In September 1944, the flight was transferred to Banff airfield in the east of Scotland together with the Beaufighter squadrons. Here began a new chapter. a month later the Beaufighters were moved to Dallachy, but instead another Mosqito squadron arrived at Banff. henceforth B-Flight worked with the Banff Strike Wing, which consisted of No 143, 235 and 248 squadrons. B-Flight’s task was primarily reconnaissance for ships, along the Norwegian coast. And in conjunction with Wingen’s raid, they acted as Outriders. such trips were often:

Strikes - Attacks against predetermined targets
Rover - Looking for suitable attack targets
The Outriders normally did not take part in the actual attack. they were guides and also took pictures of what happened. the Norwegian planes did not have rockets.

In early January 1945, consideration was given to equipping B-flight’s machines with two 100-gallon wing tanks. this came on stream in February and allowed operations all the way into the Oslo Fjord and Kattegat. The flight delivered almost daily reports from the West or the South until 3 May 1945. The Banff Strike Wing delivered 55 attacks along the Norwegian coast, Skagerak and Kattegat. Norwegian mosquitos were with most of them, this despite the fact that they only had 2 planes available during periods in the winter. Many crews and aircraft had been lost in the face of German fighters and German air defenses. The starting point for the flight had been a strength of six aircraft. At the turn of the year 1944/45, the British put forward a proposal to increase the strength to full squadron strength. The Norwegian authorities were initially negative, but it ended with 333 squadron being split in two and B-Flight becoming a separate squadron with effect from 26 May 1945 under the name 334 squadron. 22 June 1945 has also been mentioned as an establishment date. The department received a set-up of ten Mosquito FB Mk.VIs and remained at Banff until 8 June. Then the whole squadron took off on a course for Norway and Gardermoen airport.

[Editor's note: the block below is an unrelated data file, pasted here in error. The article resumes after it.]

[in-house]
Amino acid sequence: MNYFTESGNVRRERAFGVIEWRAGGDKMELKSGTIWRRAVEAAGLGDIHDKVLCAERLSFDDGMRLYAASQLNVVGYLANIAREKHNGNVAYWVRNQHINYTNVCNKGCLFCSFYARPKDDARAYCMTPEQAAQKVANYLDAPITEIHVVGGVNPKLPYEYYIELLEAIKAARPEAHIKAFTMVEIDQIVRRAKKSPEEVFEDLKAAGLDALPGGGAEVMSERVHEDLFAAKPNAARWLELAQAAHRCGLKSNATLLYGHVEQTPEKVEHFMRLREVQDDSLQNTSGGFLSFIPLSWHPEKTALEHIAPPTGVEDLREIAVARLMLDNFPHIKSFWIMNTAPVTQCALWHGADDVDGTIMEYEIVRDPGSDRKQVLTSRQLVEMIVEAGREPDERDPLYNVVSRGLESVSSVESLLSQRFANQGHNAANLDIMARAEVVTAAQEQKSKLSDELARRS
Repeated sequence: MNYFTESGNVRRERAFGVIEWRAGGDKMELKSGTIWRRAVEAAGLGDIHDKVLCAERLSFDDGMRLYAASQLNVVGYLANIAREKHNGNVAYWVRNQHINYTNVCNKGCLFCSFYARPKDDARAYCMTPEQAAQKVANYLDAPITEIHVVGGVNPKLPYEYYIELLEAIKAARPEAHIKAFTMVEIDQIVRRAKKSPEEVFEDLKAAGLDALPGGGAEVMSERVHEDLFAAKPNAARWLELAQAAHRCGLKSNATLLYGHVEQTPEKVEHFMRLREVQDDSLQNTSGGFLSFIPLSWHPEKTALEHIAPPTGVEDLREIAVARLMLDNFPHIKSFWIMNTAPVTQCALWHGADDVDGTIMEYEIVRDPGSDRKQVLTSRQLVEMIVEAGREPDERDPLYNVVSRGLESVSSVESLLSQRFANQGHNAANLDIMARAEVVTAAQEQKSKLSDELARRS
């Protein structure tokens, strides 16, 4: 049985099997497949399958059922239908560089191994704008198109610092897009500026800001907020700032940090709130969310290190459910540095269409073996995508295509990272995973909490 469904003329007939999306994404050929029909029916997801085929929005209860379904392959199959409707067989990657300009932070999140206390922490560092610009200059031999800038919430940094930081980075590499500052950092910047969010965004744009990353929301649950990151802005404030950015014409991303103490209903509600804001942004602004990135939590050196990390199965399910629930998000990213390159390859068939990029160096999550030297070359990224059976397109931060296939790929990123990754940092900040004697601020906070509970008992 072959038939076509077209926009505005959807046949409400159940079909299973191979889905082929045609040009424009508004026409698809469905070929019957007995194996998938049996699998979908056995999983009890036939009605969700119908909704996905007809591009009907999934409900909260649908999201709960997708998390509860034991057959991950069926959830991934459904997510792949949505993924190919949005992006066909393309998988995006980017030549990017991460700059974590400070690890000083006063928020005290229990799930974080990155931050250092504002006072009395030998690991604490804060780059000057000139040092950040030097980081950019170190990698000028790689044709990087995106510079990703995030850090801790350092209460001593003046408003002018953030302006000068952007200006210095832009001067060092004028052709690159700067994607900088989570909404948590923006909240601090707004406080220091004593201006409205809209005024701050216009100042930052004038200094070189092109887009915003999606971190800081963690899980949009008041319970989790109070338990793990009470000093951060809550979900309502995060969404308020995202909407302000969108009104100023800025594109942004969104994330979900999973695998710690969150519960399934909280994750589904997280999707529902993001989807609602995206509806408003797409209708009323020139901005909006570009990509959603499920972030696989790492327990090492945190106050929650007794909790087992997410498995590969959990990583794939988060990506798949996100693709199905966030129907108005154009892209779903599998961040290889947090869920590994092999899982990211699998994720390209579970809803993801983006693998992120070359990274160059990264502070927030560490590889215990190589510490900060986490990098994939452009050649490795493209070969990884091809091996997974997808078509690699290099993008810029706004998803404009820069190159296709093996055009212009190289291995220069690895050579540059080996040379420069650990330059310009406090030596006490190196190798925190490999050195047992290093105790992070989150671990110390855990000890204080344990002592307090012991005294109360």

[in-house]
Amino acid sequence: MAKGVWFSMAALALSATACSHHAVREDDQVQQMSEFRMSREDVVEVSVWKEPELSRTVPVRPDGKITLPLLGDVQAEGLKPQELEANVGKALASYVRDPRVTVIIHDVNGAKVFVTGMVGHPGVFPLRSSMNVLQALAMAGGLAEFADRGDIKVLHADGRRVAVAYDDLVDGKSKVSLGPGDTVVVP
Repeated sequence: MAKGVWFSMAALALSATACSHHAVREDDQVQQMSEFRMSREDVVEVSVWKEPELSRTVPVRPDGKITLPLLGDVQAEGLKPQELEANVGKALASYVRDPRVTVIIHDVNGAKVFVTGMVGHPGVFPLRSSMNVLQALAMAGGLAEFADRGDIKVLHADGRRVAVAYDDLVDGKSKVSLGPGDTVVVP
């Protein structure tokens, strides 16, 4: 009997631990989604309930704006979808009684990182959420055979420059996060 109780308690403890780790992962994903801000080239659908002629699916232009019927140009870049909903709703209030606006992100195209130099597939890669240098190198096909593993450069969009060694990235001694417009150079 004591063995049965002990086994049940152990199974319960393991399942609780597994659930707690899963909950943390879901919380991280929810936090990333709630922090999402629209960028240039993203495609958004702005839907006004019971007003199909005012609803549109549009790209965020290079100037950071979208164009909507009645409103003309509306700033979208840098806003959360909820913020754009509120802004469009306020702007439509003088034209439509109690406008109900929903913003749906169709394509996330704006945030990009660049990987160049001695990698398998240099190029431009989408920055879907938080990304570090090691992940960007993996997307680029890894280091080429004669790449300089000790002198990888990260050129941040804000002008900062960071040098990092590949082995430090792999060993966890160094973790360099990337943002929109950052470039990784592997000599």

The plane has been given some nicknames like; “Mossie” and “The Wooden Wonder”

Here is two videos from some of the Mosquitos in combat at the Norwegian Westcoast, Svelen, Norgulen

In this video below, from ca. 12.30 and beyond show even more footage. and fi you are interested or understand Norwegian there are more footage and history earlier in the video



Mosqito mk iv — ImgBB



Redirecting... pictrues
https://www.ark.no/boker/Sverre-Mo-Norske-militaerfly-9788271286873?gclid=CjwKCAiAkrWdBhBkEiwAZ9cdcOdrioz6L20xK5V7xRjGZpg1q92Kz7Ef9odplxvvoY-TgJpM3_KpjBoCSdQQAvD_BwE&gclsrc=aw.ds pictrues and information
http://www.tor-willy.net/245 333_skv.htm
De Havilland DH 98 Mosquito — Norsk Luftfartsmuseum
Google Maps


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Is there any information on the fate of the Norwegian Mosquitos post-war? Were they all handed back to Britain in November 1945? What about the ones operated by 334 squadron?

yes, they were used in the new Norwegian Airforce afterwards, from the looks of it they also recieved some changes! they were in service of the Norwegian airforce in norway until mid 1950’s, then they were taken out of service and scrapped/dug down etc

I will look into that, another suggestion with better history and details about their service afterwards